In the frenzy of the multi-million dollar English Premier League transfer season a six-year-old boy has reminded the world why sport is about more than just money.
From the outside, the story of Bradley Lowery is tragic. Diagnosed with a rare cancer, neuroblastoma, as an 18 month-old baby, he finally succumbed to the disease last week at the tender of age of six. His death came despite the unfaltering efforts of his family in pursuing potential treatments.
Yet through the tragedy, Bradley inspired and moved people around the world with his love of the failing Premier League club, Sunderland, and the story of his friendship with team's striker, Jermain Defoe.
It is the beautiful and unlikely friendship between the two which has lifted this story, we learned that sometimes in life age is irrelevant and a connection with another person can be life changing.
Bradley described the footballer as his "best mate" and Defoe said he took inspiration from the young child "every time he went on the pitch".
The world saw Defoe break down at a press conference days before Bradley's passing and, since the boy's death, he has chosen to share his tribute with a montage of his favourite pictures on Twitter:
Football around the world, and the Premier League in particular, has become a billion-dollar business that attracts all the usual muck where big cash is found. Match fixing, gambling players, World Cup bungs and sex assaults have all grabbed headlines.
But, in the midst of it all, Bradley's passion for the beautiful game shines a light on the positive power football and indeed sport can have.
Football is deeply personal. Your love for your team is unlike any other love in life. It can be complicated and tortuous leaving you feeling angry and bewildered one week and delirious the next.
Built into that relationship is endless hope. This week your team might have had a shocker but next week maybe it could be different -- there is always a chance.
Unlike many other professional leagues the English football's system of promotion and relegation brings a new level of devastation and elation to the competition and along with it an anticipation for the next season.
Has your team just been relegated? That's okay, it is a time to refocus, take stock with one season in the lower division and then we will be back. You'll see. Hope and anticipation drive us back week after week, season after season.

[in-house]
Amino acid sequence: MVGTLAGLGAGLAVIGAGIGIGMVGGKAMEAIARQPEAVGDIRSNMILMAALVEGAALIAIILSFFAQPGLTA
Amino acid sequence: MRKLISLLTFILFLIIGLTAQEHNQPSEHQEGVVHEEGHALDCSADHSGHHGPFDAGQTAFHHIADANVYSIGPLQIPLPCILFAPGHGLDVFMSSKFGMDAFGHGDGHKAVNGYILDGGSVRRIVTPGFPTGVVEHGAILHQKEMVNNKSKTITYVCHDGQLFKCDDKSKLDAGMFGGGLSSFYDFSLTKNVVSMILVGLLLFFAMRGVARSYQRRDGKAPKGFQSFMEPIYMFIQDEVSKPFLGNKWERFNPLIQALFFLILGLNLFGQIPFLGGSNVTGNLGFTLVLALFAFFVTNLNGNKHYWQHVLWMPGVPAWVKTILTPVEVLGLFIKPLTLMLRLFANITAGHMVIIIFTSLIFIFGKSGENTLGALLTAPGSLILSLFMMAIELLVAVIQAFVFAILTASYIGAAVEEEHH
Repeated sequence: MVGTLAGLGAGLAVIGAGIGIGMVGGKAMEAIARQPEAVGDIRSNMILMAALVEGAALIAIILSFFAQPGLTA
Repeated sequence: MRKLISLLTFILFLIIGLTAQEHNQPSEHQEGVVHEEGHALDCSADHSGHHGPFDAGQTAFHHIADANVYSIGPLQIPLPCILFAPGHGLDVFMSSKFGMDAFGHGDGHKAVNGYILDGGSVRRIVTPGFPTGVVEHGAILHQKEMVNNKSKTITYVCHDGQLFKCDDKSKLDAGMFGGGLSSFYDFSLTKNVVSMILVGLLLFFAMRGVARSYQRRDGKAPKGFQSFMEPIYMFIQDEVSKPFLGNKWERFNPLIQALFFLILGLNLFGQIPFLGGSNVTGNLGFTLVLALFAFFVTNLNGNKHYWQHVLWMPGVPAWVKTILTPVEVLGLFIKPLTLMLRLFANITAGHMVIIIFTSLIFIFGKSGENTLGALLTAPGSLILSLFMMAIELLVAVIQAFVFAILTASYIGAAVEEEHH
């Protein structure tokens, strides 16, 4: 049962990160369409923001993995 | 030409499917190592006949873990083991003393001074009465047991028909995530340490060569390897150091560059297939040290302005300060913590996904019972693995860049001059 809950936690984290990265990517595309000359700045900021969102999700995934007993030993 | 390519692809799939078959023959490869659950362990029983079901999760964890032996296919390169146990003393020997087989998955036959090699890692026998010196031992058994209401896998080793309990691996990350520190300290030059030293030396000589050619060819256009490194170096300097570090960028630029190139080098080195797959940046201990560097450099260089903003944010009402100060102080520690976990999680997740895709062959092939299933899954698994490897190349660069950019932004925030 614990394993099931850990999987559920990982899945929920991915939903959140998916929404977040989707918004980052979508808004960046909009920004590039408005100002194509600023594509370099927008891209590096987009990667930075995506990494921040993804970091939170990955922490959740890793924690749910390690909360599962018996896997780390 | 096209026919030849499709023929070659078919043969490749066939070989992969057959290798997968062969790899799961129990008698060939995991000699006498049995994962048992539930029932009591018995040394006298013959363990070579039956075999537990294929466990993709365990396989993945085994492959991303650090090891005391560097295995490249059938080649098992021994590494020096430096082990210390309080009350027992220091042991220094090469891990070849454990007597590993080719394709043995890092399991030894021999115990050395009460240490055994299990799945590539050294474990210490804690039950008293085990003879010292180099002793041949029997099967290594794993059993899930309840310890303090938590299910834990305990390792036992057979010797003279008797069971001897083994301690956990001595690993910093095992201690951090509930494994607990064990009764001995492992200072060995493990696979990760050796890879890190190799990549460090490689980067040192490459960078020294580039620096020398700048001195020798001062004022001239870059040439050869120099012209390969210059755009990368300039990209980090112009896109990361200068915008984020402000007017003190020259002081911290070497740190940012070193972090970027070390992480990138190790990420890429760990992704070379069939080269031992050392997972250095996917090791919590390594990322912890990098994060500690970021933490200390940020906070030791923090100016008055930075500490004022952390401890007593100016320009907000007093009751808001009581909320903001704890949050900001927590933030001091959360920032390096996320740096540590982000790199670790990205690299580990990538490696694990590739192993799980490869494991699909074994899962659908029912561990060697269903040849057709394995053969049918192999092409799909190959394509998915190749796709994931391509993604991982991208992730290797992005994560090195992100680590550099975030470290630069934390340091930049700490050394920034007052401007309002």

There is also the personal connection with others. There are few moments in life when humans publicly express a shared emotion as intense as 15,000 supporters gasping at a foul or groaning as the ball skims over the bar.
While watching a game our brains park everything else and we become truly present in the moment, whether we are at a match or sitting in our home. It is an unique experience in this age of always being on, always multi-tasking, always sharing a representation of our experience. Increasingly, we spend less time on experiencing the right here and right now.
But with football there is no point leaning back and reflecting on a poorly-executed pass, when someone has just gone down at the edge of the box and you are holding your breath to see if it is a penalty. Reflection and blame are for later, after the match. Right now there is a bloke with a whistle about to make the most important decision in the world.
Forget relationship dramas, that credit card debt that has blown out, the latest breaking news... Instead, just for a moment, watch these athletes go head-to-head physically and mentally, battling to see who can dominate. Who will be humiliated, outrun, outplayed or outmaneuvered? All it takes is one run against play and your team is back in the game.
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Tied up in all our emotions is our longing for our sportsmen and women to be role models or heroes and we can feel hurt when they fail and reveal their frailties. They are seen ideals that should aspire others to emulate them not just on the pitch but in life. It's as though their talents on the field and the privilege and riches it brings should somehow be repaid to the society that adores them.
We would be far better served hoping that some sports stars would be generous with the light that their career brings. The brightness of their skills and talents have the power to banish darkness from our lives even if it is briefly.
And sometimes they can take the time to direct that light onto the true heroics of a small child who has battled a deadly disease and shown us all what it means to truly endure.
Defoe's friendship with Bradley led some to say the footballer deserves public recognition. But Defoe seems to have already gained more than he thought possible starting from the moment the pair met.
Defoe had prepared himself to see a seriously-ill child who was joining him on the pitch as the club mascot last September, but was stunned to be greeted by a boy brimming with enthusiasm, vitality, and joy. The pair spent regular time together building a lasting bond. As Sunderland dropped down on the Championship, Defoe signed with AFC Bournemouth, prolonging his stay in the Premier League.
He is in the later stages of his career and, like so many professional players before him, Defoe now has to make sense of life off the pitch. Though, he seems like a man who may have already recognised the transitory nature of fame and success.
He also knows that it is football that brought this once in a lifetime connection. It was Bradley's love of his local club that became a focal point and built up his extended family around the world -- who all hoped for a miracle and now mourn with his parents Gemma and Carl.
The game binds us, lifts us, surprises, devastates us and we come back for more.
Thank you, Bradley, for reminding us about the true value of the beautiful game.
Visit The Bradley Lowery's Fight against Neuroblastoma charity here.
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